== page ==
Mike brought knowledge, integrity, and passion to the projects, discussions, and debate, never wavering in his belief that we should conduct our affairs in ways that are respectful of, and do no harm to, the natural system we are dependent upon.
Stephen Wood, d. 2009
For the last fifteen years of his life, Stephen Wood dedicated his life to the Arizona Trail, first as part of the Southern Arizona Mountain Biking Association (SAMBA) which signed on as the stewards of the Santa Rita Mountains segment. When SAMBA moved on, Stephen took on the steward responsibilities, which he fulfilled for nine years.
A work trip for Stephen was not easy, as he didn’t own a vehicle and would rent a pickup truck to haul tools and workers. However, he did five or six work trips a year to keep up with needed maintenance, with a core of followers who rarely missed a trip. Stephen had ownership of his ATZ segment, and expected the workers to do it his way. Bernie Stalmann, who worked with Stephen, recalls, “…he laid out the tools all ready to go—sharp and clean. He then explained how to use each one—safely…. If he had a new worker, he would spend time one-on-one to ensure that you know what needed done and how to do it.“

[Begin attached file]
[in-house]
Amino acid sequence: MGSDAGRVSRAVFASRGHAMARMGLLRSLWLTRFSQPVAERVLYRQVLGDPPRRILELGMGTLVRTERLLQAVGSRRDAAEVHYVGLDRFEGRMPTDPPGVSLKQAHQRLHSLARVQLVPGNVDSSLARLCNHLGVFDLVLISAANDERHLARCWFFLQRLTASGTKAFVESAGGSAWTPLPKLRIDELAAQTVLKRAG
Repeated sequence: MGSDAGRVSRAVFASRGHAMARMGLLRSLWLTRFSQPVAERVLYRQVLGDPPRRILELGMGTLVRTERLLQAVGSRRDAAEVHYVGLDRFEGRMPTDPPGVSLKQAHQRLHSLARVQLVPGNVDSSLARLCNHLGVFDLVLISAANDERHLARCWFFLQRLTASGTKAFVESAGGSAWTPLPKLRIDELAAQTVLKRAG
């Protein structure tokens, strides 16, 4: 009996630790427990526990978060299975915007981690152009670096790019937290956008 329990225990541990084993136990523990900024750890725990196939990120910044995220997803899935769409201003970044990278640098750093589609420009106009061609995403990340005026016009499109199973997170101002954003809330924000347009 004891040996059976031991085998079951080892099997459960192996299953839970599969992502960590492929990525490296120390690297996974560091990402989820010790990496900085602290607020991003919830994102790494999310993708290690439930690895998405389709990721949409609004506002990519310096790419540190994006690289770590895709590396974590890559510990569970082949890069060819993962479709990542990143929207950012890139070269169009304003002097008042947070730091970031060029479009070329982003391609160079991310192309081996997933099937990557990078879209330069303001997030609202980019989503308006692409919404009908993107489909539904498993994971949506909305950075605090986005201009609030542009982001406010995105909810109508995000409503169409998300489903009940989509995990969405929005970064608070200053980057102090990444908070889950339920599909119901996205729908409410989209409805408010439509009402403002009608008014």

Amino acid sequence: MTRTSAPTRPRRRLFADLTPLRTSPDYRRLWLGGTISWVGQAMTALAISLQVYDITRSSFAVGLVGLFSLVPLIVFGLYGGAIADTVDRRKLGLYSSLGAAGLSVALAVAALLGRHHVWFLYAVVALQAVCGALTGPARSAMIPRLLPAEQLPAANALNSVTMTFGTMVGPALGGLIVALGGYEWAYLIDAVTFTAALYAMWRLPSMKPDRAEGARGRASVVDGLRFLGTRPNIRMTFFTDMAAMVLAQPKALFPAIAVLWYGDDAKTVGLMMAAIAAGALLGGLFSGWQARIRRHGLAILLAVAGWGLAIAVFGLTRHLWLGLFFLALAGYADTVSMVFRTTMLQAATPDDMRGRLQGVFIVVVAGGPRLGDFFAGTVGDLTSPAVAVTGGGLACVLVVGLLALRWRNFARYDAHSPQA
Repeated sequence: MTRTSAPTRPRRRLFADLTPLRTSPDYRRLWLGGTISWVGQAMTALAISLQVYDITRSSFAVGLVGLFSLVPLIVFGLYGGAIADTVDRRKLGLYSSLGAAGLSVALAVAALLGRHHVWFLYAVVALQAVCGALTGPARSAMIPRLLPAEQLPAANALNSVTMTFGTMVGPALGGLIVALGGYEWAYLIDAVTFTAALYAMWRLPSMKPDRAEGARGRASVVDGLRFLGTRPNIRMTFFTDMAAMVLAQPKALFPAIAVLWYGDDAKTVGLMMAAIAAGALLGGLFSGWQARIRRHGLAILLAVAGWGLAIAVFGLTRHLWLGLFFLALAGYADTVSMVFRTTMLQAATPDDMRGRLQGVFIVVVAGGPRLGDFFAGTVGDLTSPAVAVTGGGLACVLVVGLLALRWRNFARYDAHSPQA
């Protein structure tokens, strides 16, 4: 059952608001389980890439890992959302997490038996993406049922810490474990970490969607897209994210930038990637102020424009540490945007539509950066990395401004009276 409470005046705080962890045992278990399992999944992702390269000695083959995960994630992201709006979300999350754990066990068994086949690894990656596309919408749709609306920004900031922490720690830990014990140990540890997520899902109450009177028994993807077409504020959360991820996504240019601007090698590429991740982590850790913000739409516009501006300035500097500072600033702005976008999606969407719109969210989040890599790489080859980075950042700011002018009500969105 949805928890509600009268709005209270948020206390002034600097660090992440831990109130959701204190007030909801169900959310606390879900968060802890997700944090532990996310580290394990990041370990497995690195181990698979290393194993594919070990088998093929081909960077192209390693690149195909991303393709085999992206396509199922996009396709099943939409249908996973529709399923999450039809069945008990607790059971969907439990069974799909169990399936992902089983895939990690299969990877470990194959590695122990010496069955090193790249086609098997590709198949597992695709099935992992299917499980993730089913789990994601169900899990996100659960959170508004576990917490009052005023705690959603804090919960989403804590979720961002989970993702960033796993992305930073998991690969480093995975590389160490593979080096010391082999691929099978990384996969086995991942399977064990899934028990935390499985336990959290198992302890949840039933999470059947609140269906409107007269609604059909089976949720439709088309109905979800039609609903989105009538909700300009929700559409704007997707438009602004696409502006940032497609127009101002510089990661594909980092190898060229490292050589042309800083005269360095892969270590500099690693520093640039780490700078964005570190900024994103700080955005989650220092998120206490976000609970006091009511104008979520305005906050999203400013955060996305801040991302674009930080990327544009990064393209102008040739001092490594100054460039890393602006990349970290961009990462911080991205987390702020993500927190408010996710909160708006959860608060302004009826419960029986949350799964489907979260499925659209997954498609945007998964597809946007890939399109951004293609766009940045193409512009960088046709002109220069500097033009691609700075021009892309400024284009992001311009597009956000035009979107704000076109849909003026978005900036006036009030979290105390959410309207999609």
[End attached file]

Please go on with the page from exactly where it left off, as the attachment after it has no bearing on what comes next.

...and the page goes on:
Stephen preferred to work hard and without fanfare. His commitment should be an inspiration to those who come after him, working on the Arizona Trail.
Resident and landowner along Davidson Canyon and actively involved in the barrel racing and horse training world for many years, Charlotte Cook is familiar with the concerns of ranchers as well as environmentalists.
Charlotte is passionate about protection of the Cienega Watershed, and is a dedicated steward in the region. She was actively involved in obtaining the ADEQ designation of “Outstanding Water” for a section of the Davidson Canyon and she was also instrumental in Pima County Flood Control re-mapping of an Important Riparian Area along the Davidson Canyon in order to include additional resources.